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CrayModerator
04/24/09 12:01 PM
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Quote:

Nine thrust points means 340.29 meters multiplied by 9 * 2=6125.22 meters/s. So a thrust of 9 in ten seconds means the aerofigher is flying at 612.522 m/s or about twenty 30 meter ground hexes per turn.




Your basic assumptions are wrong. A thrust point is equal to 300 meters per second. Try again, and this time cite the page numbers of BattleSpace, AT2R, or Total Warfare that gives you the scales you're referring to.
Mike Miller, Materials Engineer

Disclaimer: Anything stated in this post is unofficial and non-canon unless directly quoted from a published book. Random internet musings of a BattleTech writer are not canon.


Edited by Cray (04/24/09 12:02 PM)
Christopher_Perkins
04/24/09 09:37 PM
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AeroTech 2 Aero combat on BT Maps
9*16*30=
144*30=
4,320 meters in 10 seconds
432 Meters per Second

1*16*30=
16*30=
480 meters in 10 seconds
48 Meters per Second



AeroTech 2 Aero Maps
9*17*30=
153*30=
4,590 meters in 10 seconds
459 Meters per Second
(most often rounded to 4500 m per turn & 450 m/sec)

1*17*30=
17*30=
510 meters in 10 seconds
51 Meters per Second
(most often rounded to 500 m per turn & 50 m/sec)


AeroTech 2 Space Maps
9*18,000=
162,000 meters in 60 seconds
2,700 Meters per Second

18,000 meters in 60 seconds
300 Meters per Second
Christopher Robin Perkins

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CrayModerator
04/27/09 06:19 AM
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Numbers without explanations and definitions don't explain much, Chris.
Mike Miller, Materials Engineer

Disclaimer: Anything stated in this post is unofficial and non-canon unless directly quoted from a published book. Random internet musings of a BattleTech writer are not canon.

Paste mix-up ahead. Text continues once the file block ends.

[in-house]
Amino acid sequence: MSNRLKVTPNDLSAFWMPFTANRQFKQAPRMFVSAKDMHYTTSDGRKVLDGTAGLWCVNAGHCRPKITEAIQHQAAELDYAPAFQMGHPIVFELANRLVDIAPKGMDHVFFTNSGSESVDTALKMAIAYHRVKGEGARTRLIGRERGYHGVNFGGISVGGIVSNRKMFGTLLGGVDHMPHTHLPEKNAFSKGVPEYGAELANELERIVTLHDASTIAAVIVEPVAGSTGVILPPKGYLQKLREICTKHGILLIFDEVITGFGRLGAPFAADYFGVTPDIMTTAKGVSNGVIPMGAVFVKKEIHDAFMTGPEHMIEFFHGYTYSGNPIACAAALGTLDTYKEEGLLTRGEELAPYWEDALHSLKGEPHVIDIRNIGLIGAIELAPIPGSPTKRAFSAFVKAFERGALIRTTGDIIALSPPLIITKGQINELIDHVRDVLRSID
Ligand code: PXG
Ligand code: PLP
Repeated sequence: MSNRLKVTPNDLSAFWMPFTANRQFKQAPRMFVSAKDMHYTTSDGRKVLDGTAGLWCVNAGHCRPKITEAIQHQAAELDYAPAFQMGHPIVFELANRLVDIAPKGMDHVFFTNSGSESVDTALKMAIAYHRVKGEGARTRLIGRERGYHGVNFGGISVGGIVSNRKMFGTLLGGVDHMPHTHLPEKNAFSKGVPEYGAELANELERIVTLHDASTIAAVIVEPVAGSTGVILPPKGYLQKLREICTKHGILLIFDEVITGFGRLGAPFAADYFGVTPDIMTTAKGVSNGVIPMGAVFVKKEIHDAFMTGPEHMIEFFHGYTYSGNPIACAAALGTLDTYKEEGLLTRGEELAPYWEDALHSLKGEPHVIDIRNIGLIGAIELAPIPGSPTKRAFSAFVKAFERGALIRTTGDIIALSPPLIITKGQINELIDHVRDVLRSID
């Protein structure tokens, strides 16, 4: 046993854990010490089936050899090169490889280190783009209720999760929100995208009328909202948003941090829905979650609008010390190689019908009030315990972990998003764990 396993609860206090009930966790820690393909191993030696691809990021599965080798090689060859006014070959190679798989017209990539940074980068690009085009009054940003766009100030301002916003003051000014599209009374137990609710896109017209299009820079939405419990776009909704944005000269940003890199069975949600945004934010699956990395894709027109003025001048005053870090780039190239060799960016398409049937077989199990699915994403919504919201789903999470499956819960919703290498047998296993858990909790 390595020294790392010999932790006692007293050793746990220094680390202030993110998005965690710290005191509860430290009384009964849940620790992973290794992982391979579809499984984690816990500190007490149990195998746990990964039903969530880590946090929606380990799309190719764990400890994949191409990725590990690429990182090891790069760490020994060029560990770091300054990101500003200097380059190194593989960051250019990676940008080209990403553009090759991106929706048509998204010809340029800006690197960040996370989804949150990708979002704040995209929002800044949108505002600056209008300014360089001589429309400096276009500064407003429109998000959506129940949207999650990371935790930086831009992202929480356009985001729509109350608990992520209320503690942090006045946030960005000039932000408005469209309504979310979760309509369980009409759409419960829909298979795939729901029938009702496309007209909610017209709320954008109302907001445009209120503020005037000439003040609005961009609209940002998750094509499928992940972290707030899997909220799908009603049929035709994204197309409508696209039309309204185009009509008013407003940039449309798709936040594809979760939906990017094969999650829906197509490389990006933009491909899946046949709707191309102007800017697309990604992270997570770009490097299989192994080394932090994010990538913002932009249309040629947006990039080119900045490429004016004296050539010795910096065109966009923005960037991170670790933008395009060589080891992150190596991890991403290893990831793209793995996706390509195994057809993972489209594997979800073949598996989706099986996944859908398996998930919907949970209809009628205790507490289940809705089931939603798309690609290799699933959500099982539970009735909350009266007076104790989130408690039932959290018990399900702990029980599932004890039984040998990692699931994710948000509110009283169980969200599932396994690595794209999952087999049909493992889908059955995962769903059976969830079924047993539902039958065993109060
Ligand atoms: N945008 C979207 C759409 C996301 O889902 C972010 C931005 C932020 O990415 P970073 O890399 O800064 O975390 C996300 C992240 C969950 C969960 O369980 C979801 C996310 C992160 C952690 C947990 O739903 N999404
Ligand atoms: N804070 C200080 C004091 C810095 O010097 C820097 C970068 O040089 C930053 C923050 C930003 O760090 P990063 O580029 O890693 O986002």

Newtype
04/27/09 09:39 AM
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Cray, Mach18 is 18 times the speed of sound. The speed of sound is 340.29 m/s.
http://www.google.com/search?hl=en&q=speed+of+sound&aq=f&oq=
So an aerofighter doing a thrust of 9 (mach 18) in 10 seconds is going at 612.522 m/s.
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CrayModerator
04/27/09 01:42 PM
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Quote:

Cray, Mach18 is 18 times the speed of sound. The speed of sound is 340.29 m/s.
http://www.google.com/search?hl=en&q=speed+of+sound&aq=f&oq=
So an aerofighter doing a thrust of 9 (mach 18) in 10 seconds is going at 612.522 m/s.




No, Chip, you don't divide speed by time to get speed. Dividing speed by time gives you acceleration.

Mach 18 is 6125.22 meters per second. That's all speed is: distance divided by time. You don't divide velocity by time unless you want acceleration. If you maintain your speed at 6125.22 meters per second for 10 seconds, your speed is still 6125.22 meters per second. If you maintain it at 6125.22m/s for 1000 seconds, your speed is still 6125.22m/s because you did not change your speed.

Now, the distance you covered in 10 seconds at mach 18 would be (6125.22 m/s) x (10 s) = 61,252.2 meters. (You multiply speed by time to get distance.) But the speed is still 6125.22 meters per second.

Or if you accelerated from 0 to mach 18 in 10 seconds, then your acceleration would be (6125.22 m/s - 0 m/s) / (10s) = 612.522 m/s/s. (Like I said, divide speed by time to get acceleration.) But the speed is still 6125.22 meters per second.

You should've realized something was wrong with your math when you said mach 18 (6125.22m/s) was equal to mach 1.8 (612.522m/s) right after defining mach 1 as 340.29m/s.
Mike Miller, Materials Engineer

Disclaimer: Anything stated in this post is unofficial and non-canon unless directly quoted from a published book. Random internet musings of a BattleTech writer are not canon.
Newtype
04/28/09 03:14 PM
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Quote:

Or if you accelerated from 0 to mach 18 in 10 seconds, then your acceleration would be (6125.22 m/s - 0 m/s) / (10s) = 612.522 m/s/s. (Like I said, divide speed by time to get acceleration.) But the speed is still 6125.22 meters per second.



Yeah, that's what I was trying to indicate.